Home 3-D: Here, or Hype?

Home 3-D: To watch most 3-D televisions, you’ll need battery-powered “shutter” glasses, such as these from Panasonic.   Credit: Panasonic

New 3-D devices are coming to stores, but widespread adoption may not be so fast.

By Kristina Grifantini

At an event in Boston yesterday, Panasonic demoed its latest 3-D product: a 50-inch, high-definition 3-D plasma-screen TV, which goes on sale next month for about $2,499. Donning a $150 pair of glasses in the darkened room, I watched scenes of waterfalls and hiking in 3-D that was clearer and crisper than anything I’ve seen in theaters. Without providing specific figures, Panasonic says it sold out of other 3-D TVs in the U.S. during the first week of sales.

Announcements from Panasonic and other major manufacturers, including Mitsubishi, Sony, Philips, and Toshiba, mean that consumers will soon be able to buy many different 3-D products: TVs, Blu-ray players, video games, even cameras and camcorders. A new Blu-ray standard for 3-D should also make it easier for companies to produce 3-D content that will play on all 3-D TVs.

“About 8 percent of the consumer televisions sold in the United States this year will be 3-D; next year that number will more than double,” says Robert Perry, senior vice president, Panasonic Consumer Electronics Company. Given that it took about eight years for high-definition television to catch on, Perry predicts that it “will take about four to five years for one half of all televisions sold in the United States to have 3-D capability. Then it will ramp up very quickly after that.”

Manufacturers hope that the popularity of 3-D movies can help push the technology into the home. “There is a heightened awareness of 3-D,” says Jonas Tanenbaum, vice president of marketing for LCD and LED TVs at Samsung, which this year is offering 15 3-D TV models on LED and plasma, ranging from $1,699 to $5,000.

However, some experts are more skeptical about the prospects for widespread adoption.

Research firm DisplaySearch predicts that there will be 1.2 million 3-D-capable TVs shipped this year and over four million next year, compared to the 200,000 shipped in 2009. Jennifer Colegrove, DisplaySearch’s director of display technologies, says that all of these 3-D TVs–which can be switched to a regular 2-D mode–will mainly be used for 2-D viewing for now. “Most people who buy a 3-D-ready TV will not really watch it,” she says. One drawback, Colegrove, says, is that some 3-D TVs don’t work well under fluorescent or halogen lighting (the light interferes with the infrared emitter that communicates between the TV and 3-D glasses).

Article Continues – http://www.technologyreview.com/computing/24842/?a=f

One pair of 3D glasses to rule them all

There is currently no standard for 3D glasses shipped with 3D TVs.  (Credit: Erica Ogg/CNET)

by Erica Ogg

The good news about the 3D TVs coming out this spring and summer is that they’ll come packed with two pairs of 3D lenses. The bad news? Those plastic glasses work only with the brand of TV with which they’re shipped.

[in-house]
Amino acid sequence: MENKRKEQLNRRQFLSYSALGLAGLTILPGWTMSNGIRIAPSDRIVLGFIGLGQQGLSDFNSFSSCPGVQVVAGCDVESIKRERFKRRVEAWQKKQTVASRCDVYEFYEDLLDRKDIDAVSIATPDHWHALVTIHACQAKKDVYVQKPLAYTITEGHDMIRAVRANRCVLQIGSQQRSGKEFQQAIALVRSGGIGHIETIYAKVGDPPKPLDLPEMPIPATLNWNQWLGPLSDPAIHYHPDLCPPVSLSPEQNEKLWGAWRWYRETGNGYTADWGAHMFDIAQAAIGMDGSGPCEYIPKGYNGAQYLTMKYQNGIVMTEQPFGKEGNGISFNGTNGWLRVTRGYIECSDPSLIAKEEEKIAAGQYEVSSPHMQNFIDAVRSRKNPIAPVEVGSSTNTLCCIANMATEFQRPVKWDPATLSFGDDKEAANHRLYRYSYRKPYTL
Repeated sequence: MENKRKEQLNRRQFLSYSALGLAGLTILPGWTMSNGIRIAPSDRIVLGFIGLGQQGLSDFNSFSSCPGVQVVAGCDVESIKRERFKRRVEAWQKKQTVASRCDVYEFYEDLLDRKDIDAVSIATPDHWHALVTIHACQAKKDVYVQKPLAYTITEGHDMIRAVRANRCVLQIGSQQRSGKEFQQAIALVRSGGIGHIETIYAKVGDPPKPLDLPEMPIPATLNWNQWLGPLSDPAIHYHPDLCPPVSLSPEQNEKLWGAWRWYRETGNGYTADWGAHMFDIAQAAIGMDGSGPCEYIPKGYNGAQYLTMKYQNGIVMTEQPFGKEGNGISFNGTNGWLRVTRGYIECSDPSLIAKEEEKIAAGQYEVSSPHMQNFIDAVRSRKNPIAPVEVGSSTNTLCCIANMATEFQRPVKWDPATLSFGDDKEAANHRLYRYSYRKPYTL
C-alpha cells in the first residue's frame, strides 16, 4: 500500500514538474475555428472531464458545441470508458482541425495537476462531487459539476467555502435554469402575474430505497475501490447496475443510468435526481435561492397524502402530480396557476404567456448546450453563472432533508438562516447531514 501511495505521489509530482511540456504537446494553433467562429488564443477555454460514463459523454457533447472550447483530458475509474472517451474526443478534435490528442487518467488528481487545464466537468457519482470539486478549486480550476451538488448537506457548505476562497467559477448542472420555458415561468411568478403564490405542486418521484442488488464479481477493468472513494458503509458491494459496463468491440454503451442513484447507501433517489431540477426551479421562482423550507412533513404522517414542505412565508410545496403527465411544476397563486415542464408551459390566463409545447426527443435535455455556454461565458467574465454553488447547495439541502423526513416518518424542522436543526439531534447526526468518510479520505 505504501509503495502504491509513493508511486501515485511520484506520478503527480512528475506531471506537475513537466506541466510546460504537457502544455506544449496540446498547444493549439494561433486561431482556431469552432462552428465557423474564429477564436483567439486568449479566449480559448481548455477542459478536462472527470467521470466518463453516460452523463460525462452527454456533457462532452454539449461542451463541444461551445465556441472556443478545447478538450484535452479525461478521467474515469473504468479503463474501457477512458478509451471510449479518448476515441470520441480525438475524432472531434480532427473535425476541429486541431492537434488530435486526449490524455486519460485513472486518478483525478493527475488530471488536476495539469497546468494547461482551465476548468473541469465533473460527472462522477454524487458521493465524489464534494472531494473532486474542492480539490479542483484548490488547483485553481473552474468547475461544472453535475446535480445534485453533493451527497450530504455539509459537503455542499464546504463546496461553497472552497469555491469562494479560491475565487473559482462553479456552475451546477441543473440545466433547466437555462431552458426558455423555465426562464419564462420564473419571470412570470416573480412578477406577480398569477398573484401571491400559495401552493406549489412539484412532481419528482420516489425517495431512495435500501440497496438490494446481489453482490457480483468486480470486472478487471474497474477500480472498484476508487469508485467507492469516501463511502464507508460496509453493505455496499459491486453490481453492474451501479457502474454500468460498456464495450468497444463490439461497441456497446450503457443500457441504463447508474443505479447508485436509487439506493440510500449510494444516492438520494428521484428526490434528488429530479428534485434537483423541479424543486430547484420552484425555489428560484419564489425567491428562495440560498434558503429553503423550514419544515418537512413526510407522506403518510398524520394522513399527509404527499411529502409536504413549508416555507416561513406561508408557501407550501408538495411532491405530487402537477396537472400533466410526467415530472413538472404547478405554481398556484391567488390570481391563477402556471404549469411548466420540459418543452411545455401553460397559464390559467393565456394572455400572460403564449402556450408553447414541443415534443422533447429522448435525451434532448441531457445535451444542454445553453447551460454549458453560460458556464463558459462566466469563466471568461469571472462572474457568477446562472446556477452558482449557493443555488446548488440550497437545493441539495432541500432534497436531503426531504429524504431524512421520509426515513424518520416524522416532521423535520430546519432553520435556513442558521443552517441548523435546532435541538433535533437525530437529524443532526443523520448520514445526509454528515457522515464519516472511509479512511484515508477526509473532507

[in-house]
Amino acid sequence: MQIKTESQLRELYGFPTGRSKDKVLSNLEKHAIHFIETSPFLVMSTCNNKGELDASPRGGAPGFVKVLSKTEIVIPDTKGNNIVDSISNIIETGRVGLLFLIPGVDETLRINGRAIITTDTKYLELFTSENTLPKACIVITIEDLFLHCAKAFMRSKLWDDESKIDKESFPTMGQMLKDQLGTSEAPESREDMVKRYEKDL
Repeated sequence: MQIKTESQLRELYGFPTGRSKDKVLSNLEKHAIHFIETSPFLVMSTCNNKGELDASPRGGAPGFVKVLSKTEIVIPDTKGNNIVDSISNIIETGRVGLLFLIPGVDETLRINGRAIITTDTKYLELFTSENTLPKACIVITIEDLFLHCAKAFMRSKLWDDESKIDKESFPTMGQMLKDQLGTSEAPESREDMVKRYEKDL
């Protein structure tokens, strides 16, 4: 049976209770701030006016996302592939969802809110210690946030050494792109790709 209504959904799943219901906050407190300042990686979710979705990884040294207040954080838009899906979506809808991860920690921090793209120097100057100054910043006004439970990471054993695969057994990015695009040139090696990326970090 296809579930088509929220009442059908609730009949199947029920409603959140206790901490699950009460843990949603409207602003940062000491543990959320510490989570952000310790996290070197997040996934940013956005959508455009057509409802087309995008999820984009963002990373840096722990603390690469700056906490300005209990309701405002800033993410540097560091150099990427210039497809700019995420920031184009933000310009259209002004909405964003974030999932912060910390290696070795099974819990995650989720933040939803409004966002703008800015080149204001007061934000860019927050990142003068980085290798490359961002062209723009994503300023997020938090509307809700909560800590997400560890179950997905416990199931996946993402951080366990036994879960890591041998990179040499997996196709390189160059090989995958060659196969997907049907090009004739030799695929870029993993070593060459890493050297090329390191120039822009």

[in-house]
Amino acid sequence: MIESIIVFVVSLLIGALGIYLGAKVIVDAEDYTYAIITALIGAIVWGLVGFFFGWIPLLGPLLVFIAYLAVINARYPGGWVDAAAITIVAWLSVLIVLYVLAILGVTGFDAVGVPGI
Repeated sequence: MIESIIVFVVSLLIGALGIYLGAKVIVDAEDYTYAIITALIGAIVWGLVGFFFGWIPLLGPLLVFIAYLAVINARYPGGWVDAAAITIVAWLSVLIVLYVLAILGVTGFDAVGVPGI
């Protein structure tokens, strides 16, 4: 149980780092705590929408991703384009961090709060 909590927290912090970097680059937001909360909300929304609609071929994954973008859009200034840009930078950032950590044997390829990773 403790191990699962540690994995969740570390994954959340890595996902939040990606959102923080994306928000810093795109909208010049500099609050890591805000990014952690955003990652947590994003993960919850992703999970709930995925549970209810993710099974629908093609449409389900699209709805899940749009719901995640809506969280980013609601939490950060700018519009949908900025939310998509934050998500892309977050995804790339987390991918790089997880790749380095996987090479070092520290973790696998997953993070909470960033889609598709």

That means that if you buy a Panasonic 3D TV, you can’t use the accompanying lenses with your neighbor’s Sony 3D TV, should you want to get together to watch the World Cup in 3D this summer. That’s because each TV brand has a sensor that picks up a signal from the corresponding brand of glasses.

If that seems backwards, it’s because it is. But it’s also the sign of a new technology that hasn’t yet worked out all of its kinks. Thankfully, the burgeoning 3D industry knows that this is a shortcoming and is concocting a fix.

One company that makes 3D eyewear, XpanD, has staked its claim to be the vendor of choice for brand-agnostic 3D glasses. The company has been manufacturing 3D glasses for movie theaters in Europe and Asia for years, and it is now moving to make the glasses work for people’s homes as well.

XpanD has been contracted to produce the lenses that will ship with Panasonic and Vizio’s 3D sets, but the company is also aiming more broadly: to be the provider of one pair of glasses that people buy once and use everywhere. XpanD’s glasses will be available for between $125 and $150, starting June 1 at retailers such as Best Buy and Sears.

“The goal of the glasses is to work with every (size of) 3D display, from laptops to cinema,” said Ami Dror, XpanD’s chief strategy officer.

Dror says that would include all 3D televisions using infrared to communicate between the TV and the active-shutter 3D glasses. (“Active” glasses have battery-powered shuttering to allow the eyes to see 3D images, while “passive” glasses are the polarized lenses you get at the movie theater.) All major manufacturers–such as Sony, Samsung Electronics, and Panasonic–and most 3D-capable computer monitors and laptop screens–which gamers are expected to gravitate toward–use active-shutter glasses.

Dror anticipates the glasses being for sale in theaters or in retail stores alongside 3D displays. The way he sees it, people will want the option to choose their own glasses, especially if 3D-watching parties become popular.

Besides consumers being limited in how and when they can use their 3D glasses, XpanD believes that retailers can’t be expected to stock glasses from every possible manufacturer on their shelves.